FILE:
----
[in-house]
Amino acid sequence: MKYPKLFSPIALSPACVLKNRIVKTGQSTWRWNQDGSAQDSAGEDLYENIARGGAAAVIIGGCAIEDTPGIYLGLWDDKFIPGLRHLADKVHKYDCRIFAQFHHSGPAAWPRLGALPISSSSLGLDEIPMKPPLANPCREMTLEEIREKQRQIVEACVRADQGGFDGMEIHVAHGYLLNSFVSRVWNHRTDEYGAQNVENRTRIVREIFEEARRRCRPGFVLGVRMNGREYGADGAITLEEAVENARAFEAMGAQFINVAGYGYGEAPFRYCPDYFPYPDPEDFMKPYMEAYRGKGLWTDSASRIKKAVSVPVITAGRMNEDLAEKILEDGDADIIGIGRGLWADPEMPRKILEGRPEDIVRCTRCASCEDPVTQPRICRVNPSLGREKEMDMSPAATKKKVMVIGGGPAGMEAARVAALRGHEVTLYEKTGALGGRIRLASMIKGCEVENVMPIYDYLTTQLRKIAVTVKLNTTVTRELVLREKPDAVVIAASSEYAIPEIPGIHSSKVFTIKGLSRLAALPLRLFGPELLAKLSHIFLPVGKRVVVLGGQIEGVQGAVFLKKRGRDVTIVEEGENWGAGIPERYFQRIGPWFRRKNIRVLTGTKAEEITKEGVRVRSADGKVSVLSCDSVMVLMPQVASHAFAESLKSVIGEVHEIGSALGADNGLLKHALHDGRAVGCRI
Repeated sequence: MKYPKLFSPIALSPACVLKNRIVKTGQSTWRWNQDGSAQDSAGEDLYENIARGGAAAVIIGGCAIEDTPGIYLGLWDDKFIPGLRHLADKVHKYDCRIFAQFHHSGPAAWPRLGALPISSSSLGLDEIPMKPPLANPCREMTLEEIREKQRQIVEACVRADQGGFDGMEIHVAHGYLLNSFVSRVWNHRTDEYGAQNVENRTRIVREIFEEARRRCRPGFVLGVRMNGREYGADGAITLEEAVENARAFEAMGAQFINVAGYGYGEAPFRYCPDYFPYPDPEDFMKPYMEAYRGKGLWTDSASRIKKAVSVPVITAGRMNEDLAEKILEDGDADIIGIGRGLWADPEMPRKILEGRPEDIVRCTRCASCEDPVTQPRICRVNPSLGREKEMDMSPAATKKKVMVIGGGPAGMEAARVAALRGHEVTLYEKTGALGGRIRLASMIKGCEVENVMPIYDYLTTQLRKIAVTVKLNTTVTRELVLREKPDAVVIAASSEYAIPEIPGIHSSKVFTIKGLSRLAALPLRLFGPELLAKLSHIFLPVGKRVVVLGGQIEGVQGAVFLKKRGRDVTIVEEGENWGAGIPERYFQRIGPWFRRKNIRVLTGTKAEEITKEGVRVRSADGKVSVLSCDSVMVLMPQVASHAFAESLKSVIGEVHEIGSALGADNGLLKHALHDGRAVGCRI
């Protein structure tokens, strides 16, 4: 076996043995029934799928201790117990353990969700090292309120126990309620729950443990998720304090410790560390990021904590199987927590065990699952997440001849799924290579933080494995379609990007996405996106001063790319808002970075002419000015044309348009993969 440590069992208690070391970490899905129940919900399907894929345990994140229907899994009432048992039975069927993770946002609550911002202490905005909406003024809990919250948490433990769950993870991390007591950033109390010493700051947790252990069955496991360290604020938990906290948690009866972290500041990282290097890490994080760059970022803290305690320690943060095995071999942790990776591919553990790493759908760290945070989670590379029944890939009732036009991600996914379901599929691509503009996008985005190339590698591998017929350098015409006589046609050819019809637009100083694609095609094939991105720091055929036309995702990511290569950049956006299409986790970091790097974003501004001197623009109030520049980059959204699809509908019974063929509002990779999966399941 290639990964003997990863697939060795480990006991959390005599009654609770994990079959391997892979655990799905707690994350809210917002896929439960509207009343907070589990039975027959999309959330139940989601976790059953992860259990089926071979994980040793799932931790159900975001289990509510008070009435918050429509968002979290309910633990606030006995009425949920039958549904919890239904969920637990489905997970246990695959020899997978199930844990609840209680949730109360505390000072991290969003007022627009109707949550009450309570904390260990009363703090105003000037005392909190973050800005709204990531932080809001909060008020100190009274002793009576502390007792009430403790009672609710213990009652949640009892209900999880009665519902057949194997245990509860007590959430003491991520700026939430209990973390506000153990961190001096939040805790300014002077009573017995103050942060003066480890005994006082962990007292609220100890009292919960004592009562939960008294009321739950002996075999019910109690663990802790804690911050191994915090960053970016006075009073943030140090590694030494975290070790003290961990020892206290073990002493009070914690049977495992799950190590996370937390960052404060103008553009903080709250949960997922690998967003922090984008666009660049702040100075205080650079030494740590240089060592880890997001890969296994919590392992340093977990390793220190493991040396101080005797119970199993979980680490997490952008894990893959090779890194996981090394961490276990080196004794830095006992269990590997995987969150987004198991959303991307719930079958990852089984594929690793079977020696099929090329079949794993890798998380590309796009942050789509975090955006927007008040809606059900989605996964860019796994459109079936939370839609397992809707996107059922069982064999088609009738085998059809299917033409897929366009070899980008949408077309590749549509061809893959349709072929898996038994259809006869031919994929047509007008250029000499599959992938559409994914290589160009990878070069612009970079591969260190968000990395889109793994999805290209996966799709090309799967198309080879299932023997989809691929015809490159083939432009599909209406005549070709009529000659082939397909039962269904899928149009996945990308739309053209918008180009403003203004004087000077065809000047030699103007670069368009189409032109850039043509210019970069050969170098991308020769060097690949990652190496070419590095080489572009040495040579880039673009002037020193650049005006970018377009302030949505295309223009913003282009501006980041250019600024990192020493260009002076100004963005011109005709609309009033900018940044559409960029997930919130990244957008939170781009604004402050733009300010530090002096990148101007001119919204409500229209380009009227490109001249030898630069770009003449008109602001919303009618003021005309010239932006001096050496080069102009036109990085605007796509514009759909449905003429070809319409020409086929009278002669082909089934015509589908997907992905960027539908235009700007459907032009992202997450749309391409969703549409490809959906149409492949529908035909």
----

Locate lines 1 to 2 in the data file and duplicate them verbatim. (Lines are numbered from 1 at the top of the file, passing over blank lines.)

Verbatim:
[in-house]
Amino acid sequence: MKYPKLFSPIALSPACVLKNRIVKTGQSTWRWNQDGSAQDSAGEDLYENIARGGAAAVIIGGCAIEDTPGIYLGLWDDKFIPGLRHLADKVHKYDCRIFAQFHHSGPAAWPRLGALPISSSSLGLDEIPMKPPLANPCREMTLEEIREKQRQIVEACVRADQGGFDGMEIHVAHGYLLNSFVSRVWNHRTDEYGAQNVENRTRIVREIFEEARRRCRPGFVLGVRMNGREYGADGAITLEEAVENARAFEAMGAQFINVAGYGYGEAPFRYCPDYFPYPDPEDFMKPYMEAYRGKGLWTDSASRIKKAVSVPVITAGRMNEDLAEKILEDGDADIIGIGRGLWADPEMPRKILEGRPEDIVRCTRCASCEDPVTQPRICRVNPSLGREKEMDMSPAATKKKVMVIGGGPAGMEAARVAALRGHEVTLYEKTGALGGRIRLASMIKGCEVENVMPIYDYLTTQLRKIAVTVKLNTTVTRELVLREKPDAVVIAASSEYAIPEIPGIHSSKVFTIKGLSRLAALPLRLFGPELLAKLSHIFLPVGKRVVVLGGQIEGVQGAVFLKKRGRDVTIVEEGENWGAGIPERYFQRIGPWFRRKNIRVLTGTKAEEITKEGVRVRSADGKVSVLSCDSVMVLMPQVASHAFAESLKSVIGEVHEIGSALGADNGLLKHALHDGRAVGCRI